A Tale of Two Cakes

It was the best of cakes, it was the worst of cakes. Armed with a recipe, lemons, and an inordinate amount of patience, Katie took a Lemon Bar Cake Bake literary recipe for a  test drive….twice. Which means I got to eat TWO cakes Katie baked. Which means yum (though, as you will soon read, one was a tad melancholic). Take it away Katie!


My house typically has a small but steady supply of lemons, but a recent error in sharing grocery store shopping lists meant we were faced with having TOO many lemons. While it’s hard to grow tired of fresh lemonade, my hands and arms were getting worn out from the constant squeezing. I decided it was time to do something new with our lemon abundance.

I went on a search and discovered a recipe for a Lemon Bar Cake Bake in the picture book titled Pop Pop and Me and a Recipe, written by Irene Smalls, and illustrated by Cathy Ann Johnson (Xist Publishing, 2012 – read here by The Little Reading Nook). Pop Pop and his grandson cook up a fine day together preparing, baking and eating a delicious lemon cake. Filled with sweet rhymes and beautiful imagery of a grandfather with his young grandson, this book is sure to bring a smile to your face.

Armed with a plethora of lemons and a bottle of lemon extract left over from making Harry Potter’s favorite Triple Power Icy Lemon Pops, I pulled out the rest of the required ingredients that were already in my pantry and got to work.

I soon discovered there were a couple of ambiguous directions in the recipe. Under the list of needed utensils, it mentioned a flour sifter, but the recipe never specifically stated when you should use it. The instructions also said the butter needed to be either softened or melted. I decided to use softened butter, which I later learned was not the correct choice (more on that shortly).

After stirring the dry ingredients together, substituting all-purpose flour for cake flour, I set the bowl aside and started combining the other items into a different mixing bowl. That’s when the troubles started. I ran out of lemon extract, so I decided to add a little bit more lemon juice to cover the missing extract. The softened butter was also not fully mixing into the batter, despite using my trusty Kitchenaid mixer at high speed.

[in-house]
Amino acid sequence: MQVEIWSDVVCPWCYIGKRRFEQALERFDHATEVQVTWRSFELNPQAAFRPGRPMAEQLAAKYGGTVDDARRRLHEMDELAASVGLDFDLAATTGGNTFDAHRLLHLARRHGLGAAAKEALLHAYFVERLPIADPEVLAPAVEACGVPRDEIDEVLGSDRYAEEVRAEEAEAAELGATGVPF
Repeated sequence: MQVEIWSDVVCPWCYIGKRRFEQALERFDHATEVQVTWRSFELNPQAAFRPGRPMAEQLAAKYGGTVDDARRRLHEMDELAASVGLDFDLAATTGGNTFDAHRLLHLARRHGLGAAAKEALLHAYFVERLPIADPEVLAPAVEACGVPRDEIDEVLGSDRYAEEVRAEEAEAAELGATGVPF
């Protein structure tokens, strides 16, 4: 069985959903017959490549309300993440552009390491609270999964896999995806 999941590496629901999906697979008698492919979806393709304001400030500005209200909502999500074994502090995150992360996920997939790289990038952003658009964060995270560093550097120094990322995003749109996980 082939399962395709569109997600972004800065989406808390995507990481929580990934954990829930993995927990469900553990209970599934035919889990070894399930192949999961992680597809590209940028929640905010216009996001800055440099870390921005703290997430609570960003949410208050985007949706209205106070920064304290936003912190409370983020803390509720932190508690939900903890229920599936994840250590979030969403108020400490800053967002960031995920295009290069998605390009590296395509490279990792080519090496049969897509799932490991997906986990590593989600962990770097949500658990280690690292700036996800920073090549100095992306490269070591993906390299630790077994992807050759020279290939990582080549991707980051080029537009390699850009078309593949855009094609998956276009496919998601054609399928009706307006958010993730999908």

My son was heading down the shore for a few days with some family friends, so I decided to send a cake down with him. Thankfully, there was enough batter to separate the cakes into two smaller aluminum baking trays.

When I pulled the trays out of the oven, I knew something was amiss. It looked… weird. Upon trying the cake, my tastebuds confirmed what my eyes had seen. The cake was off. It wasn’t particularly bad, but it wasn’t good either. There was a strange odor that I have reason to believe was the lemon extract. According to the bottle, the extract hadn’t expired, but I know it was roughly four years old. There may have also been a reason why the recipe called specifically for cake flour, and I knew I should have fully melted the butter before mixing it together with the other wet ingredients.

Sad and defeated, I threw what was left of my original lemon bar cake into the trash. I later learned the cake I sent with my son also ended up in the garbage. The beachgoers shared my opinion and were underwhelmed with the texture and flavor of the cake.

[Dr. Dana: I also had a piece. The lemon was anemic and definitely off. The cake had a weird heavy texture with an occasional eerie lump thrown in. It was kinda gross, but if you’re wondering if I still ate the whole piece, the answer is YES.]

However, I am not one to give up on a recipe. I was determined to make Pop Pop proud and bake, bake his favorite cake. On a future visit to the grocery store, I bought a new bottle of lemon extract and a box of cake flour. I followed the recipe down to the very letter.

I sifted the dry ingredients together, the butter was fully melted, I had plenty of fresh lemon extract, and I let my mixer run for an extra minute to make sure all of the ingredients were blended well together. I slid the new cake into the oven, hopeful the changes would yield a better result.